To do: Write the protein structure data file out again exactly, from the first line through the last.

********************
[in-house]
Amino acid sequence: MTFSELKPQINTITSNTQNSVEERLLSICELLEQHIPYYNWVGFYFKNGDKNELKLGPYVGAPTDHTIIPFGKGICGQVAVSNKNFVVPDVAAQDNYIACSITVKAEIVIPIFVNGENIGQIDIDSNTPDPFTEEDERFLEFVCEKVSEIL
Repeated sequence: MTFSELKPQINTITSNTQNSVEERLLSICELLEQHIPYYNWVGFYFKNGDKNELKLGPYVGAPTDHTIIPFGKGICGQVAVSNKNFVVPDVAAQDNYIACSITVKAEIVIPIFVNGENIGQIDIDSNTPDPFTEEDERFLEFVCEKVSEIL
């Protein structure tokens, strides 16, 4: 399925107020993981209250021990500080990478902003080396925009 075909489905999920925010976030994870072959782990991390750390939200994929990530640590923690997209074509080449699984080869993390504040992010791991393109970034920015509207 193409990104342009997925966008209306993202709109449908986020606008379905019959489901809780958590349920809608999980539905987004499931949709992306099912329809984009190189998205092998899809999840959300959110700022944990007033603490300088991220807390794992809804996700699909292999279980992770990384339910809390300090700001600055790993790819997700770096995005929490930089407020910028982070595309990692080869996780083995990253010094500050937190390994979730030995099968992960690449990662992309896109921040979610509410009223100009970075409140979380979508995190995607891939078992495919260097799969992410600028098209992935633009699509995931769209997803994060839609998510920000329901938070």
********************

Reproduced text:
[in-house]
Amino acid sequence: MTFSELKPQINTITSNTQNSVEERLLSICELLEQHIPYYNWVGFYFKNGDKNELKLGPYVGAPTDHTIIPFGKGICGQVAVSNKNFVVPDVAAQDNYIACSITVKAEIVIPIFVNGENIGQIDIDSNTPDPFTEEDERFLEFVCEKVSEIL
Repeated sequence: MTFSELKPQINTITSNTQNSVEERLLSICELLEQHIPYYNWVGFYFKNGDKNELKLGPYVGAPTDHTIIPFGKGICGQVAVSNKNFVVPDVAAQDNYIACSITVKAEIVIPIFVNGENIGQIDIDSNTPDPFTEEDERFLEFVCEKVSEIL
């Protein structure tokens, strides 16, 4: 399925107020993981209250021990500080990478902003080396925009 075909489905999920925010976030994870072959782990991390750390939200994929990530640590923690997209074509080449699984080869993390504040992010791991393109970034920015509207 193409990104342009997925966008209306993202709109449908986020606008379905019959489901809780958590349920809608999980539905987004499931949709992306099912329809984009190189998205092998899809999840959300959110700022944990007033603490300088991220807390794992809804996700699909292999279980992770990384339910809390300090700001600055790993790819997700770096995005929490930089407020910028982070595309990692080869996780083995990253010094500050937190390994979730030995099968992960690449990662992309896109921040979610509410009223100009970075409140979380979508995190995607891939078992495919260097799969992410600028098209992935633009699509995931769209997803994060839609998510920000329901938070």